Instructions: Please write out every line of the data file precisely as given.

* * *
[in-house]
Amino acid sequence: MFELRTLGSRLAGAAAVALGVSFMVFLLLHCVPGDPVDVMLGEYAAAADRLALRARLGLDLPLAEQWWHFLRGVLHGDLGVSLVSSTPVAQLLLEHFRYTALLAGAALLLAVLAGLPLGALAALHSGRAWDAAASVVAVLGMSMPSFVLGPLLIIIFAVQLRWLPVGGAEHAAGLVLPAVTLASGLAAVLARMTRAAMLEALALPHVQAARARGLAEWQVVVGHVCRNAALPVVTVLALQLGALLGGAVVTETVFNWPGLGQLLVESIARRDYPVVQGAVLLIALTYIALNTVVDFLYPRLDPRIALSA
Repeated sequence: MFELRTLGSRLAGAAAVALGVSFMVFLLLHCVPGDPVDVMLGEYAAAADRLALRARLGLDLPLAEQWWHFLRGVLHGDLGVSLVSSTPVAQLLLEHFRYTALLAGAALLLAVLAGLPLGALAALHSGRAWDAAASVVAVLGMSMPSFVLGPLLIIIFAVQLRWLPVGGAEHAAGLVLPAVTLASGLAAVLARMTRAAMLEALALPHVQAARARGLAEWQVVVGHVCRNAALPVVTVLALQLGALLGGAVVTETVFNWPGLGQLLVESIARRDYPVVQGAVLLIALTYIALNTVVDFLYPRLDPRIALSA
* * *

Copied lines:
[in-house]
Amino acid sequence: MFELRTLGSRLAGAAAVALGVSFMVFLLLHCVPGDPVDVMLGEYAAAADRLALRARLGLDLPLAEQWWHFLRGVLHGDLGVSLVSSTPVAQLLLEHFRYTALLAGAALLLAVLAGLPLGALAALHSGRAWDAAASVVAVLGMSMPSFVLGPLLIIIFAVQLRWLPVGGAEHAAGLVLPAVTLASGLAAVLARMTRAAMLEALALPHVQAARARGLAEWQVVVGHVCRNAALPVVTVLALQLGALLGGAVVTETVFNWPGLGQLLVESIARRDYPVVQGAVLLIALTYIALNTVVDFLYPRLDPRIALSA
Repeated sequence: MFELRTLGSRLAGAAAVALGVSFMVFLLLHCVPGDPVDVMLGEYAAAADRLALRARLGLDLPLAEQWWHFLRGVLHGDLGVSLVSSTPVAQLLLEHFRYTALLAGAALLLAVLAGLPLGALAALHSGRAWDAAASVVAVLGMSMPSFVLGPLLIIIFAVQLRWLPVGGAEHAAGLVLPAVTLASGLAAVLARMTRAAMLEALALPHVQAARARGLAEWQVVVGHVCRNAALPVVTVLALQLGALLGGAVVTETVFNWPGLGQLLVESIARRDYPVVQGAVLLIALTYIALNTVVDFLYPRLDPRIALSA